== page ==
08:10  David Carroll - Cambridge Analytica and ‘The Great Hack’

Professor David Carroll, from Parsons School of Design in New York, is one of the central figures in 'The Great Hack', a recently released Netflix documentary looking at the Cambridge Analytica/Facebook data scandal from 2018.

The revelations that data from tens of millions of Facebook users was being harvested and improperly used to serve targeted ads designed to influence the outcome of elections around the world (in countries including Trinidad and Tobago, Kenya, and memorably in the 2016 US Presidential Election), led Carroll to try to recover the personal data held about him through the courts.

After a legal battle lasting for more than two years, Cambridge Analytica's parent company finally pled guilty to criminal charges of disobeying the British data regulator, who fined it and ordered it to hand over all the data about Carroll they had collected. It would appear that he is still to receive it!


09:05 Eve Ensler - Vagina Monologues author on writing The Apology her abusive father never gave her

Eve Ensler, best known as the writer of the hugely successful play 'The Vagina Monologues', has been waiting a lifetime for an apology for the horrific physical and sexual abuse she suffered at the hands of her father.

His death removed that prospect, so in her latest book The Apology she engages in an act of 'heroic ventriloquism' and writes one from his perspective and on his behalf. So how has this process helped her to heal?

Eve Ensler

Eve Ensler Photo: supplied / Paula Allen


09:35 Professor Robert Wade - Trump and the rise of the "Strongman" ruler

Robert Wade

Robert Wade Photo: Supplied

Professor Robert Wade argues that the Trump presidency is a symptom of an emerging syndrome in the world-at-large, which he thinks may last for 30 years.

He links the spread of 'strongman' leaders such as Trump to rising economic inequality and resentment, along with geopolitical tensions between US, China, and Europe.

Professor Robert Wade has worked at the Institute of Development Studies, the World Bank, Woodrow Wilson School (Princeton University), MIT Sloan School and Brown University and is currently Professor of Political Economy and Development at the London School of Economics and Political Science.

He will be giving a talk: “Why the ‘Trump era’ could last for 30 years” at the University of Auckland Business School on Monday 12 August. Details here.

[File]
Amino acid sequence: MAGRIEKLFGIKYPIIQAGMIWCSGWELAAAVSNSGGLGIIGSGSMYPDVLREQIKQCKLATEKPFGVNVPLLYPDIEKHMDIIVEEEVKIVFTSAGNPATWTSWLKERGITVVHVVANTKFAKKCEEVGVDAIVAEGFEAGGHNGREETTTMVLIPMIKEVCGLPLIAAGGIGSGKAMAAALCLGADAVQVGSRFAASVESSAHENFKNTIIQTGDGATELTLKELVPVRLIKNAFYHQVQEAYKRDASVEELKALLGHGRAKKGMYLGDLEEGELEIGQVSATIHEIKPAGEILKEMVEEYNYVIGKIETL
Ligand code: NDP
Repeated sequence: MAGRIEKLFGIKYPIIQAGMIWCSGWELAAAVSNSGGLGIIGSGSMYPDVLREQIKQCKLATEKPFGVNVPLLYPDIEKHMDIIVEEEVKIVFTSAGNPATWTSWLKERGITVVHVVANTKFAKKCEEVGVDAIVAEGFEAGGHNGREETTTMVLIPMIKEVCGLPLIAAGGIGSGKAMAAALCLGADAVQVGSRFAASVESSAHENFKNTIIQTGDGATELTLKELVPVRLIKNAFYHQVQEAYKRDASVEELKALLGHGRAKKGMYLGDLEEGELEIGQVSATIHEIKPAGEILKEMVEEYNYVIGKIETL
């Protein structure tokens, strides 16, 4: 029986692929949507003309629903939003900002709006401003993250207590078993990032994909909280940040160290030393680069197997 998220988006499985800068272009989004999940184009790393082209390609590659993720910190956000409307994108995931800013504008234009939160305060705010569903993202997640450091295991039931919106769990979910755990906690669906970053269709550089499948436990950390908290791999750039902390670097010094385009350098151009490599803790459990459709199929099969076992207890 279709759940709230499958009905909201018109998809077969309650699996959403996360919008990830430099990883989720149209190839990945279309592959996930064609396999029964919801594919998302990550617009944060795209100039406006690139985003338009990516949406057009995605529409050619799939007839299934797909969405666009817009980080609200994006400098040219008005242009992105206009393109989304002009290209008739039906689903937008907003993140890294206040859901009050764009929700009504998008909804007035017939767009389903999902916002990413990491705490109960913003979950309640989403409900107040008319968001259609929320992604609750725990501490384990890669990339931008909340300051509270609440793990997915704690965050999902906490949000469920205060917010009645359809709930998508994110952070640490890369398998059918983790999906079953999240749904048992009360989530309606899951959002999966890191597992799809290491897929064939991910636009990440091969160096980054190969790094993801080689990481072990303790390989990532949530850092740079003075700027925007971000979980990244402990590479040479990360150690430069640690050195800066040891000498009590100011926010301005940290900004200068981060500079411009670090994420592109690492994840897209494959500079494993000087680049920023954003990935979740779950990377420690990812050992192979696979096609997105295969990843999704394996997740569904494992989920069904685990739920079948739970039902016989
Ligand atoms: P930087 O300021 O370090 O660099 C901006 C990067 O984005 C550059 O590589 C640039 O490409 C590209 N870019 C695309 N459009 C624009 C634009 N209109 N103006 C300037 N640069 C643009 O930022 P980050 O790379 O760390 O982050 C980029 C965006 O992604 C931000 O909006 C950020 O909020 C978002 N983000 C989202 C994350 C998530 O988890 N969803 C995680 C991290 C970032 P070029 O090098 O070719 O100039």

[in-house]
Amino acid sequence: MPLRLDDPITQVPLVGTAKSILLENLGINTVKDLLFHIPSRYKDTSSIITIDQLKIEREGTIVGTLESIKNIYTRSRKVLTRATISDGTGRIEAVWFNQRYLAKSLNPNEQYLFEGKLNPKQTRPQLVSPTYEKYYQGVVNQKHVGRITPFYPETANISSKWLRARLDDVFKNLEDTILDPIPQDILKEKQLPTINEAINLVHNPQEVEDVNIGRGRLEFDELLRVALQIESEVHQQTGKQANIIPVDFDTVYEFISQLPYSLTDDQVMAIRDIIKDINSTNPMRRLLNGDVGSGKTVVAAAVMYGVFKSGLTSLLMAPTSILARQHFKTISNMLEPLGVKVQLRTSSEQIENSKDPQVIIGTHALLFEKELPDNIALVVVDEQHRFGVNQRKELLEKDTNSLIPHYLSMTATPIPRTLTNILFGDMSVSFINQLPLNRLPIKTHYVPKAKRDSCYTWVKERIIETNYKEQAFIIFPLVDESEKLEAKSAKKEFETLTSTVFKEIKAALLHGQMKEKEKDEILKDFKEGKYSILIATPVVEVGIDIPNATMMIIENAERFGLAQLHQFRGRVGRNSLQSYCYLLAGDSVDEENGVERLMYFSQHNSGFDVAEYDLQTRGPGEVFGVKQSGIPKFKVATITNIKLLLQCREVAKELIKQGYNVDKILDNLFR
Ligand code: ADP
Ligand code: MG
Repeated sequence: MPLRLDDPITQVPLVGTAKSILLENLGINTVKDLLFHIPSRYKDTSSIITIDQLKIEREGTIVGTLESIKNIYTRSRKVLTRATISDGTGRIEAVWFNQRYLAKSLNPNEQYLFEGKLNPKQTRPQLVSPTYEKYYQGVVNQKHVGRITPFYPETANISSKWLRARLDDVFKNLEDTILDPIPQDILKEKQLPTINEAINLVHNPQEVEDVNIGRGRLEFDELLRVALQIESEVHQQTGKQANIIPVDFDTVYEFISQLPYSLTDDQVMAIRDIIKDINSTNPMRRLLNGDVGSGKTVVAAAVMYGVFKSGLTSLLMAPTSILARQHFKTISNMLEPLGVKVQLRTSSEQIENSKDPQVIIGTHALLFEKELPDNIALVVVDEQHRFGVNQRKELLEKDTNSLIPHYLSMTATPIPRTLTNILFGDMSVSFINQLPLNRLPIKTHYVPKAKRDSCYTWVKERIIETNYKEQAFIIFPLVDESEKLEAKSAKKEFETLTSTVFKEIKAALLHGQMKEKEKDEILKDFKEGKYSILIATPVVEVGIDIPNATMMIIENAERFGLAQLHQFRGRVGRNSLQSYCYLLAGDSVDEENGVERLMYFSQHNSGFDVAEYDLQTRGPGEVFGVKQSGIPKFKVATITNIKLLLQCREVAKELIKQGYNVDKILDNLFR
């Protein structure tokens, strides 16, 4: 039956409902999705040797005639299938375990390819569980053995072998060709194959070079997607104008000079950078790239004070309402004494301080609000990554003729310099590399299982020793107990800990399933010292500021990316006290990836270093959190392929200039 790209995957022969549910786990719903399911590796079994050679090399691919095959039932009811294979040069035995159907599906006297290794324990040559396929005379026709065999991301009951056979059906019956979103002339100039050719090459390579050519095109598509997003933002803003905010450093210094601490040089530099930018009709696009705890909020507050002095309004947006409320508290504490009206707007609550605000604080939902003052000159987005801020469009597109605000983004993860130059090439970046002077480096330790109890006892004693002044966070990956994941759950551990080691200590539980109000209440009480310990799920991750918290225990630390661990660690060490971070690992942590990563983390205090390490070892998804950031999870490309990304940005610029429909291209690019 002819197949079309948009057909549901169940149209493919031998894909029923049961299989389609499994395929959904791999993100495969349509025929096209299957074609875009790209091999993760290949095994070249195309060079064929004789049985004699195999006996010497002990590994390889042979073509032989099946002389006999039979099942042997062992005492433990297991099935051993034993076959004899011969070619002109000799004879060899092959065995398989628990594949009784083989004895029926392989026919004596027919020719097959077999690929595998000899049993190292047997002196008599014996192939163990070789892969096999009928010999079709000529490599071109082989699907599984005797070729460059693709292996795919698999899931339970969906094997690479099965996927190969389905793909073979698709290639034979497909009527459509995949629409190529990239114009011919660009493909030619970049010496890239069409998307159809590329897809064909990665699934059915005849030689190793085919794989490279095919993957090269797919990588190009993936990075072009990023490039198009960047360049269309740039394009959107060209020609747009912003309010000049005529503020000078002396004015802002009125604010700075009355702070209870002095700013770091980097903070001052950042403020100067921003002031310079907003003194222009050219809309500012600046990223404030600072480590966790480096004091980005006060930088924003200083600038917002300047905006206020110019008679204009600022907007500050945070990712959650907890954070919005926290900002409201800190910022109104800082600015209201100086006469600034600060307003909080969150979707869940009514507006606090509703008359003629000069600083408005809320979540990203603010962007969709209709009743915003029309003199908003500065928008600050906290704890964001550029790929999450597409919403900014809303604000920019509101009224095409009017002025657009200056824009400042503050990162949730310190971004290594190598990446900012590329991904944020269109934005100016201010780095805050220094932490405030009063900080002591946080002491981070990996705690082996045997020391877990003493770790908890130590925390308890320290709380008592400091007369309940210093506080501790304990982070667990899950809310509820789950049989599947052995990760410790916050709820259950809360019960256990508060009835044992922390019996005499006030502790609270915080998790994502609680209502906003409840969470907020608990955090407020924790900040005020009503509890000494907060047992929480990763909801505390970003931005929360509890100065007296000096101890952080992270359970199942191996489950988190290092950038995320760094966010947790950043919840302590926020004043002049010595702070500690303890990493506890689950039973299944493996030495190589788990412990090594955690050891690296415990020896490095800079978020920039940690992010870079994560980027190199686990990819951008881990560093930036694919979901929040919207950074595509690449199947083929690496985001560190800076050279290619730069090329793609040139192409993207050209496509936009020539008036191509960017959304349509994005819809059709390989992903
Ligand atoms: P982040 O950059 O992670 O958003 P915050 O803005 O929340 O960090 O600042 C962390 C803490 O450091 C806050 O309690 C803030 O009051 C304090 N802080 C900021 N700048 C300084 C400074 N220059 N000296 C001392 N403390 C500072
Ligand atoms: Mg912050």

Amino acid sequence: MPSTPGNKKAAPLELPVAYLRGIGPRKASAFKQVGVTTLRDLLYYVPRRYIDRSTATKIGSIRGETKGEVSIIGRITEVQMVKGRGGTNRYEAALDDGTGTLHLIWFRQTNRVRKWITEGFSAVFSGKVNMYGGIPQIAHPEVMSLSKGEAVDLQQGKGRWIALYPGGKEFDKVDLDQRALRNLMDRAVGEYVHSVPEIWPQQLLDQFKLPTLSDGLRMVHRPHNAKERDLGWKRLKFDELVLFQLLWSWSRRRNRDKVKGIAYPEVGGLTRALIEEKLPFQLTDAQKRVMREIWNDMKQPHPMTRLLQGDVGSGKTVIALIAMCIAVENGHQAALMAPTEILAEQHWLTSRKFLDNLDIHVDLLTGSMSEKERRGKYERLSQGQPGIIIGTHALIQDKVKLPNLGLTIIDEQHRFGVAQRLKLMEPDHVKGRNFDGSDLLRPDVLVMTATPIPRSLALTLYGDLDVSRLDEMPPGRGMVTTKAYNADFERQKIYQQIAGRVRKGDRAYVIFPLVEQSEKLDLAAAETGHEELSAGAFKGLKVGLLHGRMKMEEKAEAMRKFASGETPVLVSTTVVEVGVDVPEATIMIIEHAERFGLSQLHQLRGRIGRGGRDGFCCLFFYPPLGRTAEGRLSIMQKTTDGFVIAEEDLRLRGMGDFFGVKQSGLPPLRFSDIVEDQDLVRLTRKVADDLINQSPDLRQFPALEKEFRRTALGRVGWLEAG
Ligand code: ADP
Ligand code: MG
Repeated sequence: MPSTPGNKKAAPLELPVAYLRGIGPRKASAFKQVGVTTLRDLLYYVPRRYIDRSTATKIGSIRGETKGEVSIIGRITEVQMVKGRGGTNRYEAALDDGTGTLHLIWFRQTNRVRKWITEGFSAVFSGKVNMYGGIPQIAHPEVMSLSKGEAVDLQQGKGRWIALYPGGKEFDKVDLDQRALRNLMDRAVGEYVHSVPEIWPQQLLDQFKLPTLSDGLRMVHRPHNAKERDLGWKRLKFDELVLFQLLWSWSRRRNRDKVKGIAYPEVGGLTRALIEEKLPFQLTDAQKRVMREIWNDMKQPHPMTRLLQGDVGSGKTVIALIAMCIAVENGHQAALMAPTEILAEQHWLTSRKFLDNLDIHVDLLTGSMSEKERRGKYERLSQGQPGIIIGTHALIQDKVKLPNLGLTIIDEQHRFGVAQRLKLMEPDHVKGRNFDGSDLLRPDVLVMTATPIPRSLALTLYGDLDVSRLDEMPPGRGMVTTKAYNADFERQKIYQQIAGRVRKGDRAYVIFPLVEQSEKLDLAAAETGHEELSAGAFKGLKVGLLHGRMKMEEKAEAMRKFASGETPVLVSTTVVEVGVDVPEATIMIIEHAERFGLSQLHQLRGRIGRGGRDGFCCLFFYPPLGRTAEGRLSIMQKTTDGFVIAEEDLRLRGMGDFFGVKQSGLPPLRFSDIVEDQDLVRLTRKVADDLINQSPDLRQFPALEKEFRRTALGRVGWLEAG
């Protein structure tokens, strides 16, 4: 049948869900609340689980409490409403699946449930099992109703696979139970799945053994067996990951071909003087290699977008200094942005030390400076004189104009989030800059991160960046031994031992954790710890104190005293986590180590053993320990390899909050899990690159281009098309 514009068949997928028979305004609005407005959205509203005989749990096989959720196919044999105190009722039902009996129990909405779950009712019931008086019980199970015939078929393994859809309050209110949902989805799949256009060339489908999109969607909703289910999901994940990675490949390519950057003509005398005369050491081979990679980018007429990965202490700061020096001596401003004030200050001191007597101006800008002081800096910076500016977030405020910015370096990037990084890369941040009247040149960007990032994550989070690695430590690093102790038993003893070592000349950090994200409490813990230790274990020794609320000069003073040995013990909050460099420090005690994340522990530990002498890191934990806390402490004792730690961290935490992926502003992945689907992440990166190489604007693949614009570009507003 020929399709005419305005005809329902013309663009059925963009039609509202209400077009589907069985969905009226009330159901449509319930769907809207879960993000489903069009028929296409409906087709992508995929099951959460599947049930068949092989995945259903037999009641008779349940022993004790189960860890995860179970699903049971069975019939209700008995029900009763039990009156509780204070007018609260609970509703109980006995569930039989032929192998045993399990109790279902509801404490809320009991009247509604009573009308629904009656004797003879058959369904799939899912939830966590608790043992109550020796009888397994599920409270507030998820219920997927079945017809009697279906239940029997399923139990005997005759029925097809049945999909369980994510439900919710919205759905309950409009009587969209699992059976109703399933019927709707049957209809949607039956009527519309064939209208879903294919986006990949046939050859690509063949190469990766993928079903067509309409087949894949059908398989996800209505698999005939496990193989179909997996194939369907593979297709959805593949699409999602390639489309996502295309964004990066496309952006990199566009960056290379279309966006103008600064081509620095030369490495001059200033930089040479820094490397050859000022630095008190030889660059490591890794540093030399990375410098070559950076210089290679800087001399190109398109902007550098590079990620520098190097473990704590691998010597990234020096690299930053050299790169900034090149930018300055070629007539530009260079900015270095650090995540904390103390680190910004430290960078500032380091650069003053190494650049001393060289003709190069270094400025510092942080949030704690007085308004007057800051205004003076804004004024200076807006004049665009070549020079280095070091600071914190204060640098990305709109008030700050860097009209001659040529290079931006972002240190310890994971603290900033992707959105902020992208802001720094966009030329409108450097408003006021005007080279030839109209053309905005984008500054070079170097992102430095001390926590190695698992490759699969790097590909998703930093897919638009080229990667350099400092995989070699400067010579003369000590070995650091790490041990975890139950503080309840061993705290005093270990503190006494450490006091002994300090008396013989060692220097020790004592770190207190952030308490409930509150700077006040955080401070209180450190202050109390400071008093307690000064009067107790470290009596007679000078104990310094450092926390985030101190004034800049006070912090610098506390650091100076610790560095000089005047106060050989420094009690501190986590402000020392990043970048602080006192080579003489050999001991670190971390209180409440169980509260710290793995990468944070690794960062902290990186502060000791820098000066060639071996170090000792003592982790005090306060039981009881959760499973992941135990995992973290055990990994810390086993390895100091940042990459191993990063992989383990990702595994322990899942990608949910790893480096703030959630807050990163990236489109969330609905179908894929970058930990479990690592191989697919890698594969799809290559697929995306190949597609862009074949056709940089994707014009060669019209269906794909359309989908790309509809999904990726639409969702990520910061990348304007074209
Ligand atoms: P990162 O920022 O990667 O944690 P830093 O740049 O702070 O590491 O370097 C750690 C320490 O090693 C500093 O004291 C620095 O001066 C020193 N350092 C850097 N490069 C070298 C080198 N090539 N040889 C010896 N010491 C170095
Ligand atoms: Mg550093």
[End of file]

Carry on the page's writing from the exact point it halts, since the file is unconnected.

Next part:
10:05 David Suchet - Hercule Poirot, and more

David Suchet as Hercule Poirot

David Suchet as Hercule Poirot Photo: Supplied

English actor David Suchet was in the Royal Shakespeare Company for more than a decade, and has been directed by Harold Pinter.

He's undoubtedly best known for his 25 year turn playing Agatha Christie's fictional detective, Hercule Poirot.

He's coming to Christchurch, Wellington and Auckland early next year with his live stage show Poirot And More: a Retrospective.







10:30 Michel Tuffery - Elevating the unsung hero of Cook's Endeavour

Artist Michel Tuffery has been part of efforts to broaden and refocus narratives around Captain Cook's arrival in Aotearoa 250 years ago, including giving proper credit to his Tahitian navigator and translator Tupaia.

Historian Dame Anne Salmond has said that Tupaia played such a pivotal role on Cook's first journey to the South Pacific that "he was more important than Cook" to the success of the voyage.

Tuffery, who is of Samoan, Rarotongan and Ma'ohi Tahitian heritage, and is acknowledged as one of New Zealand's leading contemporary artists, worked with director Lala Rolls to tell the story of Tupaia in an award winning 2017 TV series.

He is revisiting Tupaia's Endeavour as part of his contribution to Pātaka's exhibition Here: From Kupe to Cook which opens in Porirua  on 11 August.



11:05 Joe Dolce: the poet behind Shaddap You Face

No caption

Photo: supplied

What's-a matter you? Hey! Gotta no respect?

Joe Dolce kept Ultravox's 'Vienna' off the top of the charts with his 1981 hit 'Shaddap You Face'.

An ode to his Italian-American roots, the lyrics used phrases he remembered his grandparents saying in his childhood.

The song sold millions of copies and was a no.1 hit in 11 countries from New Zealand to the UK. It's since been translated into 15 languages and covered by hundreds of artists.

He still performs solo and with his partner Lin Van Hek, and is increasingly recognised for his work as a poet and essayist.



11:40 Tara Murray - Protecting our native grasshoppers

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Photo: supplied

Entomologist and conservationist Tara Murray from Canterbury University describes robust grasshoppers as being "a bit like the Kakapo of the insect world - large, flightless, smelly and reliant on camouflage to avoid their natural avian predators which makes them easy prey for mammals".

So it makes sense for her to apply bird conservation principles to help to save the nationally threatened native insect.

In the Mackenzie Basin a predator proof fence has been set up to protect a 200m long section of gravel road where the most intensively studied population of the robust grasshopper has taken up residence.

Tara will tell Kim about why we need to protect our native grasshoppers and how she and her team do it, including teaching her PhD students the "grasshopper walk".

Books mentioned in this episode:


The Apology

By Eve Ensler

ISBN 9781635574395



The Age of Surveillance Capitalism: The Fight for a Human Future at the New Frontier of Power

By Shoshana Zuboff

ISBN: 9781781256848

Profile Books Limited



Music played in this show

Song: Random Rules
Artist: Silver Jews
Played at: 10:06

Song: Shaddap You Face
Artist: Joe Dolce
Played at: 11:06